BY THE COMMANDER IN CHIEF
Vilma is dead. Even though the news
was expected, it was still an impact. Out of respect for her
delicate health condition, I never raised her name in my
Vilma’s example today is more necessary than ever.
She devoted her entire life to the struggle for women’s rights
when in Cuba most women were discriminated against as human beings,
the same as in the rest of the world, with only the honorable
It was not always this way throughout the
historical evolution of our species, leading her to fulfill the
social role befitting her as a natural workshop where life is
In our country, women came out from under one of
the most horrible forms of society, that of a Yankee neo-colony
under the aegis of imperialism and its system, where everything
that the human being is capable of creating was turned into
When what has been defined as the exploitation of
man by man started far back in history, the mothers and children
of the dispossessed bore the brunt of the burden.
Cuban women used to work as domestic servants, or
in luxurious shops and bourgeois bars, selected for their good
looks. Factories assigned them the simplest jobs, the ones that
were the most repetitive and worst paid.
In education and healthcare --services provided on
a small scale-- their indispensable cooperation was as teachers
and nurses who had only been offered basic training. The country,
2,009.92 miles from end to end, only had one higher education
center located in the capital and later, several faculties in
university campuses in two other provinces. As a rule, the only
young women who could study there were those from the most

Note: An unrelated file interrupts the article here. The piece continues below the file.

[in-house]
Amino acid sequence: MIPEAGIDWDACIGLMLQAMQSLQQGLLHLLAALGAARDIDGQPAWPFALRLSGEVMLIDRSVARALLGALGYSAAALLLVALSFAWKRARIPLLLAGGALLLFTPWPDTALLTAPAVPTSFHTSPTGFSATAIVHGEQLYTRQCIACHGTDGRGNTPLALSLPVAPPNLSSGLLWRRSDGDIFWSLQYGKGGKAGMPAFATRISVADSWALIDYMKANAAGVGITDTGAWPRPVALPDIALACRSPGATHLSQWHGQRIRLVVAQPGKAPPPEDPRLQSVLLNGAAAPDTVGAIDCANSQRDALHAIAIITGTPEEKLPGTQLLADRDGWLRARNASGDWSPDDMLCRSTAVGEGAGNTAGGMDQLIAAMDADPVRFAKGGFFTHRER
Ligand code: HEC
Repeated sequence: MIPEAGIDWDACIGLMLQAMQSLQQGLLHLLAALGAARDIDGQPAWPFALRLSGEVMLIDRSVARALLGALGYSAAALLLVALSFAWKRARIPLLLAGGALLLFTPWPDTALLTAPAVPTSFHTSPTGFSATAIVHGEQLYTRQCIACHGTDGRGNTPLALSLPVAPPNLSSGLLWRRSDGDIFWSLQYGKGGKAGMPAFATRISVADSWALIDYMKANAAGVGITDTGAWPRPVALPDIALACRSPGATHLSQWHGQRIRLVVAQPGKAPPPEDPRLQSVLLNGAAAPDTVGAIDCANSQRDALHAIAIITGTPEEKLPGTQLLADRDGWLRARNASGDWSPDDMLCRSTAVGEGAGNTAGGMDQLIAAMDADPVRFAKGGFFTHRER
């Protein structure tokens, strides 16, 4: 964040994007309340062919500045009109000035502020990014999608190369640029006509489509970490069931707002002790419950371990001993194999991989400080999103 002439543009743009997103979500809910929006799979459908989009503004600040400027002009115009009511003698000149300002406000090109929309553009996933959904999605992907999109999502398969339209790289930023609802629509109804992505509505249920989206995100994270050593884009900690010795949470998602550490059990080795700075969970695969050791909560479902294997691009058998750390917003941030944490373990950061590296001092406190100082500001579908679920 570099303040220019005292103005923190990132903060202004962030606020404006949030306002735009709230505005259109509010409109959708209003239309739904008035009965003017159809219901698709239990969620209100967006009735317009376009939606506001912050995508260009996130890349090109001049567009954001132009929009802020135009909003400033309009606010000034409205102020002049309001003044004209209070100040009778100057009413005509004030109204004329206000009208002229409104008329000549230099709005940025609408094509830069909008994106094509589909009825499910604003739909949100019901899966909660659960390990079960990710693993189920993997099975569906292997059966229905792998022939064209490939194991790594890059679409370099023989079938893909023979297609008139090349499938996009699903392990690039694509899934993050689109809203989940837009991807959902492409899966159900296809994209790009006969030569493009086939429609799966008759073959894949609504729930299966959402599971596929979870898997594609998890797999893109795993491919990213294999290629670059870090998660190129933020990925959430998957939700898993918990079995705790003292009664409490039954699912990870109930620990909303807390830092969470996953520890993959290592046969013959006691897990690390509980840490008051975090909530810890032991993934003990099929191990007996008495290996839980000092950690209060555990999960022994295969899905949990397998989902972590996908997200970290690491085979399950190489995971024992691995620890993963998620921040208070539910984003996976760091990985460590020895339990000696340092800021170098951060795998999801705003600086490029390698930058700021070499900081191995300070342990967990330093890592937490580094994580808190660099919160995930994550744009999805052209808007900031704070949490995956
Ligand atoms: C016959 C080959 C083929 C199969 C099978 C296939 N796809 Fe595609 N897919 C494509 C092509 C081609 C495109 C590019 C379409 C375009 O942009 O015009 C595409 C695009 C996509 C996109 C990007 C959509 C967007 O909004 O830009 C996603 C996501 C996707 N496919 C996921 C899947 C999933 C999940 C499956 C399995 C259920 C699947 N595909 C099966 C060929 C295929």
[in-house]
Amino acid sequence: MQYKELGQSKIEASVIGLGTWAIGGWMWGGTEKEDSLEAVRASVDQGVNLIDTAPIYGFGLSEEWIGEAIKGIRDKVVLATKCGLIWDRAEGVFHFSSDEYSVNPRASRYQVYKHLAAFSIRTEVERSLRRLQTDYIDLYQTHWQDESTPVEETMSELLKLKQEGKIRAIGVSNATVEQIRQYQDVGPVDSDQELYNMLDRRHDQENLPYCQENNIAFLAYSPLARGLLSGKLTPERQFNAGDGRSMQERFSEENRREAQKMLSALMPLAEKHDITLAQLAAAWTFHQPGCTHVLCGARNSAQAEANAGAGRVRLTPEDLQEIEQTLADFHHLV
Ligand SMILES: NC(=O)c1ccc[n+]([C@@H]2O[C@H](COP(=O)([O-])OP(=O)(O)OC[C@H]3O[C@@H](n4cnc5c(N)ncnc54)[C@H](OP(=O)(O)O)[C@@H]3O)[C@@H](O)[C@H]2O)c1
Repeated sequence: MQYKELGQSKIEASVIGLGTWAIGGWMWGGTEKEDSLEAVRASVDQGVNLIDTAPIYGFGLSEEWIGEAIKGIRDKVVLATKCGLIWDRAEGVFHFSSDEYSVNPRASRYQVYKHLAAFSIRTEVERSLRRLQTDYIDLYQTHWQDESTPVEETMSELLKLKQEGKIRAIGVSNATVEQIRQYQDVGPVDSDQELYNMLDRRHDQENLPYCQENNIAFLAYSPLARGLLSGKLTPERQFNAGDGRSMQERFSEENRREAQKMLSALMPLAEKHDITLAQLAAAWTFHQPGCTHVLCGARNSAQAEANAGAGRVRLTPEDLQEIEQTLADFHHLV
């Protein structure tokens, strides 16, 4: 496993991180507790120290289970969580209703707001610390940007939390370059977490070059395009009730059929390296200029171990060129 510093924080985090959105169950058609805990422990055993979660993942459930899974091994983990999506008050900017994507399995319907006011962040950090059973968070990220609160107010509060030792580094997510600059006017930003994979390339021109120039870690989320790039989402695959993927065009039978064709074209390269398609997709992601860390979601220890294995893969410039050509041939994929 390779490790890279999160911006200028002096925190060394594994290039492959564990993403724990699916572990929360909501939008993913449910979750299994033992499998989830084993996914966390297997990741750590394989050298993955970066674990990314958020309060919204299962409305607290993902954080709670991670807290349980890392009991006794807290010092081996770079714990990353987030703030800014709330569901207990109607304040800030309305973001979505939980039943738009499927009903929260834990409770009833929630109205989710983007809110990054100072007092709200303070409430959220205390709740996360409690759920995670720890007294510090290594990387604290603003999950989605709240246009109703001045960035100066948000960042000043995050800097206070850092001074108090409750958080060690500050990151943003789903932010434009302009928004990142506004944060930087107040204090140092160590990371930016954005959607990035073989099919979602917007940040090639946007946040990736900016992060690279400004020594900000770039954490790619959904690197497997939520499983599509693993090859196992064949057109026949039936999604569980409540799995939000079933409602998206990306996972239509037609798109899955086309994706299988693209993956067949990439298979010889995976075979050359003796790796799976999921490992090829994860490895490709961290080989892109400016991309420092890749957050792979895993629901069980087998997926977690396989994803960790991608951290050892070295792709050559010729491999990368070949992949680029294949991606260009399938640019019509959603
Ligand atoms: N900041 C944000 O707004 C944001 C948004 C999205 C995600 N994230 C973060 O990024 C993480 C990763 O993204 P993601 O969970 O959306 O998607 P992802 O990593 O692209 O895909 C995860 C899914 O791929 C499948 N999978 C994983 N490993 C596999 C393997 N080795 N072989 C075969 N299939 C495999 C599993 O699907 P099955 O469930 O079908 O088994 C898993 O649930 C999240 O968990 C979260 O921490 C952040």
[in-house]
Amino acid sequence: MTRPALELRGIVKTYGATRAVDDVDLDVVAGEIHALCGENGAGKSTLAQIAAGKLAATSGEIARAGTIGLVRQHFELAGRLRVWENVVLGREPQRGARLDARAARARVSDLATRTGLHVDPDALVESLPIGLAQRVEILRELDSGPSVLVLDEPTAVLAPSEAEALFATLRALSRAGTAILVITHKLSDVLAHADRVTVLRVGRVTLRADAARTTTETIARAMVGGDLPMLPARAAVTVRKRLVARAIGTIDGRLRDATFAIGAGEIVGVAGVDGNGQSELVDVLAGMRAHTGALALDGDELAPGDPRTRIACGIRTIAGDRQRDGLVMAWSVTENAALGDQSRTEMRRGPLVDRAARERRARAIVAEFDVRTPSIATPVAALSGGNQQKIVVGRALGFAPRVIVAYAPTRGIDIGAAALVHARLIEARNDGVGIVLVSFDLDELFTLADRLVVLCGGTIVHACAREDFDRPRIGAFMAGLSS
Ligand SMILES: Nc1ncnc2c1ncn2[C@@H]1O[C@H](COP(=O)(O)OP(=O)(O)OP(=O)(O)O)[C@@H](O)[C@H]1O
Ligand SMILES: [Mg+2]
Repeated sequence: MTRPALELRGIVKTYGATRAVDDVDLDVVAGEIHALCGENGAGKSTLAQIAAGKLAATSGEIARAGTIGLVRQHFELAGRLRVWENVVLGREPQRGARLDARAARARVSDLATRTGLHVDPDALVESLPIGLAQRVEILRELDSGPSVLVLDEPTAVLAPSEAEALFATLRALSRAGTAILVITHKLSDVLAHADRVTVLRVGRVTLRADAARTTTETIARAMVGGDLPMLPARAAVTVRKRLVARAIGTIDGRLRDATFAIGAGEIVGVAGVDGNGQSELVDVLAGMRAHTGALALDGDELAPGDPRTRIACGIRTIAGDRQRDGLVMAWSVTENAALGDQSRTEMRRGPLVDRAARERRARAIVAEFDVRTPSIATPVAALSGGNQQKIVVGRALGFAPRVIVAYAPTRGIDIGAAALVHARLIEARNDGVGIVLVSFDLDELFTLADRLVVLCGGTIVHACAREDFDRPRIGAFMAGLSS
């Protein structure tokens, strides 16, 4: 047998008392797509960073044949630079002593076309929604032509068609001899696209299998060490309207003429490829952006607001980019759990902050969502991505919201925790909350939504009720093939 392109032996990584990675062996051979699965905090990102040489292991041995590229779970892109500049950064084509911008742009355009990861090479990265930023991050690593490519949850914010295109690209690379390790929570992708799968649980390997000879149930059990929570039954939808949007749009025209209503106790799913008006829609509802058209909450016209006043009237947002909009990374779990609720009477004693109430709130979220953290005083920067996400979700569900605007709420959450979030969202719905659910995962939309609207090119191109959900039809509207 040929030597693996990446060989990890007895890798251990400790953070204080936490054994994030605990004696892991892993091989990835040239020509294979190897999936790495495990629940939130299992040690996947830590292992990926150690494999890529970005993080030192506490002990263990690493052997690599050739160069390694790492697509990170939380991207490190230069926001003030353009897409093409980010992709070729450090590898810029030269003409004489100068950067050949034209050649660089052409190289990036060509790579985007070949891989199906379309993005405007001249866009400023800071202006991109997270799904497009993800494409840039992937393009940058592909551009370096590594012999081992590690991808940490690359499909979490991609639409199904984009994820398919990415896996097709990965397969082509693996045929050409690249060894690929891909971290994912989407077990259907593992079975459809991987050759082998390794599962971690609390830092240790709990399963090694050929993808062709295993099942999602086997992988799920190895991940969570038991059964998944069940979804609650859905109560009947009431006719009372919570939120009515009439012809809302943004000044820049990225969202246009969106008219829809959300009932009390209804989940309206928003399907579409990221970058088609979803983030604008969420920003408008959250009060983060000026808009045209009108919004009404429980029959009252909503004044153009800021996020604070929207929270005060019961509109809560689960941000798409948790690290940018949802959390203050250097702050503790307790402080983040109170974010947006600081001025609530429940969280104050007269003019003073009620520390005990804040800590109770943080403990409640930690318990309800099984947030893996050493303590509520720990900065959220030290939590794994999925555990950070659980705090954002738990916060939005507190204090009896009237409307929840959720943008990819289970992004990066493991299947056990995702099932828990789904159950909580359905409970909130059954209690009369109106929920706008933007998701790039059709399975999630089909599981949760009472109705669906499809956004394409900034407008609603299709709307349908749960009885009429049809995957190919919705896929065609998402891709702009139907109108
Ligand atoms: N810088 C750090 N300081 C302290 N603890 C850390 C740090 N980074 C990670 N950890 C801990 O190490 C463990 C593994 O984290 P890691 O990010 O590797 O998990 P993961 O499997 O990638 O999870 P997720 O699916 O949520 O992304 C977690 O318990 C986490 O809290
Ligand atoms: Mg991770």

affluent families. In many activities, the presence of a woman was
not even dreamed of.
For almost half a century, I have been witness to
Vilma’s struggles. I cannot forget her presence at the meetings of
the July 26 Movement in the Sierra Maestra. She was eventually
sent by the movement's directorate to carry out an important
mission on the Second Eastern Front. Vilma did not shrink from any
After the triumph of the Revolution, she began her
ceaseless battle for the rights of Cuban women and children, which
led her to found and lead the Federation of Cuban Women. There was
no national or international forum too distant for her to attend
in defense of her assailed homeland and of the noble and just
ideas of the Revolution.
Her gentle voice, steady and timely, was always
listened to with great respect in Party, State and mass
Today women in Cuba make up 66 percent of the
technical work force of the country, and they take part, in the
main, in almost all the university degree courses. Previously,
there were hardly any women involved in scientific activities,
since science and scientists did not exist, but exceptionally. In
this field as well, today women are in the majority.
Revolutionary duties and her immense work load
never prevented Vilma from fulfilling her responsibilities as a
loyal wife and mother of several children.
Vilma is dead. Long live Vilma!
Fidel Castro Ruz
June 20, 2007.